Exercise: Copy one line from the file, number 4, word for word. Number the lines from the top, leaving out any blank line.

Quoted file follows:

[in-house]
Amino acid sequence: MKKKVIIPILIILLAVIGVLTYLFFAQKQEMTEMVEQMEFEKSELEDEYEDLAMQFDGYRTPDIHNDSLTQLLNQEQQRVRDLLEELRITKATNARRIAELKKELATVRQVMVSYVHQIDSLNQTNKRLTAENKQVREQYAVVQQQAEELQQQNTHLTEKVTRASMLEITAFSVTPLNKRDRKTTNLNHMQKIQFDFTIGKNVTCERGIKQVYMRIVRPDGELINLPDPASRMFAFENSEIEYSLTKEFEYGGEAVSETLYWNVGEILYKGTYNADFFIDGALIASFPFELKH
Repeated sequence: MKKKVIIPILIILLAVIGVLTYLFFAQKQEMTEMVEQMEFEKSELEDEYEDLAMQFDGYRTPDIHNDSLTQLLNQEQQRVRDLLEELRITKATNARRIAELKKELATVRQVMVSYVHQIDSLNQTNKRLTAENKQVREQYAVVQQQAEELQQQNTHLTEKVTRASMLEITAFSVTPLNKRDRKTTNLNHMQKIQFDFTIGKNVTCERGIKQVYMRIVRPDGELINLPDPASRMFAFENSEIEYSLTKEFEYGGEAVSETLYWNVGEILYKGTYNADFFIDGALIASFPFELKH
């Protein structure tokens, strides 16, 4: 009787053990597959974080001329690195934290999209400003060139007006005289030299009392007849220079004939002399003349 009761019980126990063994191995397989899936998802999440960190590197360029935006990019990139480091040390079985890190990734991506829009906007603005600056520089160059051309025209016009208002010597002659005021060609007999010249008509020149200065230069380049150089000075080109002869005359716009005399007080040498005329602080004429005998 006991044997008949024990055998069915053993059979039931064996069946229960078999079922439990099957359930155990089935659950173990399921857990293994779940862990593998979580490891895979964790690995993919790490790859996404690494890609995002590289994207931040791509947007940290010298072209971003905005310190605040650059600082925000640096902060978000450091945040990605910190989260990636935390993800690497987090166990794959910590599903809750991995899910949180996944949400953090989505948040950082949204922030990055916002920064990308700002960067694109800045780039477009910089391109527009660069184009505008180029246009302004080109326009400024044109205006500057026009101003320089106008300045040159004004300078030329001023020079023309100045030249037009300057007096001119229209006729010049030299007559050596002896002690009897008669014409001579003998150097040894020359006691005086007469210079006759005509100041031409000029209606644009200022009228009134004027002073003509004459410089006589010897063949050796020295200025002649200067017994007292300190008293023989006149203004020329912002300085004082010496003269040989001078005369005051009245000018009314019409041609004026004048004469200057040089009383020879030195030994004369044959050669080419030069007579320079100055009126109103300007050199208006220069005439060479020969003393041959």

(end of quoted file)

């Protein structure tokens, strides 16, 4: 009787053990597959974080001329690195934290999209400003060139007006005289030299009392007849220079004939002399003349 009761019980126990063994191995397989899936998802999440960190590197360029935006990019990139480091040390079985890190990734991506829009906007603005600056520089160059051309025209016009208002010597002659005021060609007999010249008509020149200065230069380049150089000075080109002869005359716009005399007080040498005329602080004429005998 006991044997008949024990055998069915053993059979039931064996069946229960078999079922439990099957359930155990089935659950173990399921857990293994779940862990593998979580490891895979964790690995993919790490790859996404690494890609995002590289994207931040791509947007940290010298072209971003905005310190605040650059600082925000640096902060978000450091945040990605910190989260990636935390993800690497987090166990794959910590599903809750991995899910949180996944949400953090989505948040950082949204922030990055916002920064990308700002960067694109800045780039477009910089391109527009660069184009505008180029246009302004080109326009400024044109205006500057026009101003320089106008300045040159004004300078030329001023020079023309100045030249037009300057007096001119229209006729010049030299007559050596002896002690009897008669014409001579003998150097040894020359006691005086007469210079006759005509100041031409000029209606644009200022009228009134004027002073003509004459410089006589010897063949050796020295200025002649200067017994007292300190008293023989006149203004020329912002300085004082010496003269040989001078005369005051009245000018009314019409041609004026004048004469200057040089009383020879030195030994004369044959050669080419030069007579320079100055009126109103300007050199208006220069005439060479020969003393041959």